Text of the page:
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Transcript of Fractal Geometry
What is Fractal Geometry?
Michael Schmidt, Jayson Boucher, and Kelsey Charnawskas
Nature is rough and, for many years, was impossible to measure.
Mandelbrot - if you can identify an essential structure in nature, the concepts of fractal geometry can be applied in order to understand the parts. A hypothesis can then be made about what the structure will become in the future.
Most basic example: a tree
Von Koch Curve
Mendelbrot Set: Z_0=0 and C=a+bi
Human heart beat
Dispersion of blood
Detection of cancerous cell formations
Cancer cells viewed using Reflection Interference Contrast Microscopy Images
First considered in the 17th century by mathematician and philosopher Leibniz who measured recursive self-similarity in the sense of a straight line.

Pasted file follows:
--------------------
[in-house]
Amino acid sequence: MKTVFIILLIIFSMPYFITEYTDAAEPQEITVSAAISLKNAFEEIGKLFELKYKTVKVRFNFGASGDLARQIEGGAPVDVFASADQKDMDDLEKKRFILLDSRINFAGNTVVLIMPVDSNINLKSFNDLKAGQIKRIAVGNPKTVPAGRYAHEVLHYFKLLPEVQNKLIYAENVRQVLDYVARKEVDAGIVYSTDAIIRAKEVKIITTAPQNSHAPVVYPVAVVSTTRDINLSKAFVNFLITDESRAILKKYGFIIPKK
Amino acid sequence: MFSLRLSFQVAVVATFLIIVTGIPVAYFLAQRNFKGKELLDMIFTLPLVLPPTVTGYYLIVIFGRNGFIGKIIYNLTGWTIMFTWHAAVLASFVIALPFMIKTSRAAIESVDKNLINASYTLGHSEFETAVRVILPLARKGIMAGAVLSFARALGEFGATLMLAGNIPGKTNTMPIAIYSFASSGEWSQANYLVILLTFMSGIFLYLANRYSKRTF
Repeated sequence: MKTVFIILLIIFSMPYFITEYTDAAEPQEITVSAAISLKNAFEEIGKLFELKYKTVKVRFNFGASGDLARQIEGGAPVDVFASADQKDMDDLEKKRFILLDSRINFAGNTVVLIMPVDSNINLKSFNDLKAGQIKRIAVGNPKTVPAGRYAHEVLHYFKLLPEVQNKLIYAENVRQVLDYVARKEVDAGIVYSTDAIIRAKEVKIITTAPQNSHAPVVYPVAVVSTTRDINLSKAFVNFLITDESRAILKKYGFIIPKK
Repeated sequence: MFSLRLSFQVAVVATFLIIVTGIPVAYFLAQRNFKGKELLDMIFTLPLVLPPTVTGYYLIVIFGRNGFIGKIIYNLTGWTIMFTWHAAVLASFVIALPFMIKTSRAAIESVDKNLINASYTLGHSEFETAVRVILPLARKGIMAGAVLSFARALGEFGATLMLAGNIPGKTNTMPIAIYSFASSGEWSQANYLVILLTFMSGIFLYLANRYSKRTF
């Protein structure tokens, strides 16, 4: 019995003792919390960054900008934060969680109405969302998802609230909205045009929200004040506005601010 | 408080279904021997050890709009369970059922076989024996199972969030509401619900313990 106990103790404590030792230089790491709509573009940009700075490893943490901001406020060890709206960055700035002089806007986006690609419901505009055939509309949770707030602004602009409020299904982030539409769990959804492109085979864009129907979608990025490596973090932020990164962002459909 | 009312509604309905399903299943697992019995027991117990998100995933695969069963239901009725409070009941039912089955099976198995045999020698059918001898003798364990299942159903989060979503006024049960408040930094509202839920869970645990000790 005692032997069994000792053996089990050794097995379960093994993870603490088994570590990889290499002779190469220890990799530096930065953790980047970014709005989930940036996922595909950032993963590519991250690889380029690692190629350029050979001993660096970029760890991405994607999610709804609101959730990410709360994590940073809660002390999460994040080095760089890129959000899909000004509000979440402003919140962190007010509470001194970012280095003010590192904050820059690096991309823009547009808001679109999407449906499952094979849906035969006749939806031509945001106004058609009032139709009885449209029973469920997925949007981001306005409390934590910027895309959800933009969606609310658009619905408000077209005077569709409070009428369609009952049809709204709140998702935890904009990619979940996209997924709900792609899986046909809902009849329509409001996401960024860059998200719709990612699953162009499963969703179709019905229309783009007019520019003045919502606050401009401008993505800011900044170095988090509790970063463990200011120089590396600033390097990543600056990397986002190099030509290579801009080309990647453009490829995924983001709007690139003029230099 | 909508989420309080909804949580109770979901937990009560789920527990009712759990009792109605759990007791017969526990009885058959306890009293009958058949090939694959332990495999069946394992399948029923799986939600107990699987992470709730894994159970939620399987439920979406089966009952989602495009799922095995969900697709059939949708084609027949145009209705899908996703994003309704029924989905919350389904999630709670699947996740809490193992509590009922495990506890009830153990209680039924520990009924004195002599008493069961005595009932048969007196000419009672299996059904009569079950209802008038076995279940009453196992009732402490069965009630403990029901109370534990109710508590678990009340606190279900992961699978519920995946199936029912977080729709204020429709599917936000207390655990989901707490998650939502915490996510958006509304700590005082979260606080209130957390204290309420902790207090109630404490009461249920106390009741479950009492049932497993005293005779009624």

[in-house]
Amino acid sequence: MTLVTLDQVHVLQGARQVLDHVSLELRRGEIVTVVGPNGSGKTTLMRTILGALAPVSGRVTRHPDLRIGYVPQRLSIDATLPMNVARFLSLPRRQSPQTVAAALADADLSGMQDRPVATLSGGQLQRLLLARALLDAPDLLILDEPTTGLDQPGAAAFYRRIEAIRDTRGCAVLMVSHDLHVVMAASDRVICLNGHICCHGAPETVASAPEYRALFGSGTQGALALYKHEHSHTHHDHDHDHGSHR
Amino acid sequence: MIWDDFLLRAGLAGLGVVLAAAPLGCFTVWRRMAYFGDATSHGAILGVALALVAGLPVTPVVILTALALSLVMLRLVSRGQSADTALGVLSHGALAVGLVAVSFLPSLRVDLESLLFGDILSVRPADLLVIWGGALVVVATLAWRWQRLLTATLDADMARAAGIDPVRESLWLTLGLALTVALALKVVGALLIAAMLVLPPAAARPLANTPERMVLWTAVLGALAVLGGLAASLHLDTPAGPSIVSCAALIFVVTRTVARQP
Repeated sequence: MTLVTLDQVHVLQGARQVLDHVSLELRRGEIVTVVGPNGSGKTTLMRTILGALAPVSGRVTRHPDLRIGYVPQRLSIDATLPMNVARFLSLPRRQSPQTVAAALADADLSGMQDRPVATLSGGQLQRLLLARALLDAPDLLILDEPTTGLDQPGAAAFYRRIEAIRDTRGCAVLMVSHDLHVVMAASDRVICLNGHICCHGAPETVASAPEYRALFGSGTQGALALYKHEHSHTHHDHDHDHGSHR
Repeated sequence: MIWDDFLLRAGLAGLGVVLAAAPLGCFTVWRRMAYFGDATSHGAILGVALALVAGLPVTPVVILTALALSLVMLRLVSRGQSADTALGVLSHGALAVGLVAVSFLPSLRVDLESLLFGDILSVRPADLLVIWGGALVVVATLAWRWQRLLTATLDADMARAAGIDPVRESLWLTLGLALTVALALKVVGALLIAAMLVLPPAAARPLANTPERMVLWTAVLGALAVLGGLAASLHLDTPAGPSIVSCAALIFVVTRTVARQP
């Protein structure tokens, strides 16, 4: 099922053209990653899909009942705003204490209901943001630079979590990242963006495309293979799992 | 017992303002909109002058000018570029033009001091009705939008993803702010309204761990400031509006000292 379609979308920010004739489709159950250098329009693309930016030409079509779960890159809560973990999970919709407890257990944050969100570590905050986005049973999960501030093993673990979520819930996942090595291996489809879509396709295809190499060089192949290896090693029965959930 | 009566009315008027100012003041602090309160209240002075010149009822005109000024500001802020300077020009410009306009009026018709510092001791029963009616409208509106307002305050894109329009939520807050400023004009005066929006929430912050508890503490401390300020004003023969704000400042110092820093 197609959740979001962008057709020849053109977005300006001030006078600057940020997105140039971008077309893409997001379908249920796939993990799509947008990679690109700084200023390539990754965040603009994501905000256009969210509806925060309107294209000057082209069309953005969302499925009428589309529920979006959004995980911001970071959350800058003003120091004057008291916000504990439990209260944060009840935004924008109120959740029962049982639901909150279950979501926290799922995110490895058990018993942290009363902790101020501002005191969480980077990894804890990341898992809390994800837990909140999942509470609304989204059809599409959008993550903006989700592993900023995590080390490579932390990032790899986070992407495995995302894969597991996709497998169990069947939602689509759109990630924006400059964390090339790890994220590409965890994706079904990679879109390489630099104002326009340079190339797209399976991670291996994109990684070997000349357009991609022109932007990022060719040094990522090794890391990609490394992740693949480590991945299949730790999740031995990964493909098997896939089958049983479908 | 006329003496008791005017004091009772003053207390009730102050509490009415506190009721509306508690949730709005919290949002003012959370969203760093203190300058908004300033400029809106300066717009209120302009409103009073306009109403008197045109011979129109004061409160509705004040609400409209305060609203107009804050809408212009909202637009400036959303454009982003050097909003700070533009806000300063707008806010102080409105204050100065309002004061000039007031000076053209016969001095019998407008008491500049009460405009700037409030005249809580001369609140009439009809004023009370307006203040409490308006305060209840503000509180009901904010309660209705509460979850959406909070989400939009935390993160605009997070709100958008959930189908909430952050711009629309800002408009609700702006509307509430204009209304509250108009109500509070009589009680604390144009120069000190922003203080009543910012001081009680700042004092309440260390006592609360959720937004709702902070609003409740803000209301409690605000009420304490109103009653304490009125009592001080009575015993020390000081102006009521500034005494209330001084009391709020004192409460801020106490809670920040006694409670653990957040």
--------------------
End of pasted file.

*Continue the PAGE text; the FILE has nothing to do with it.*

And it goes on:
1975 - Benoit Mandelbrot coins the term after working with computer-constructed visualizations.
Derived from Latin word
meaning "broken" or "fractured"
"A rough or fragmented geometric shape that can be split into parts, each of which is (at least approximately) a reduced-size copy of the whole"
Features include a fine structure at arbitrarily small scales, a simple and recursive definition, and are too irregular to be easily described using traditional Euclidean geometric language.
Most important, they are
or figures made up of other figures that are similar in shape.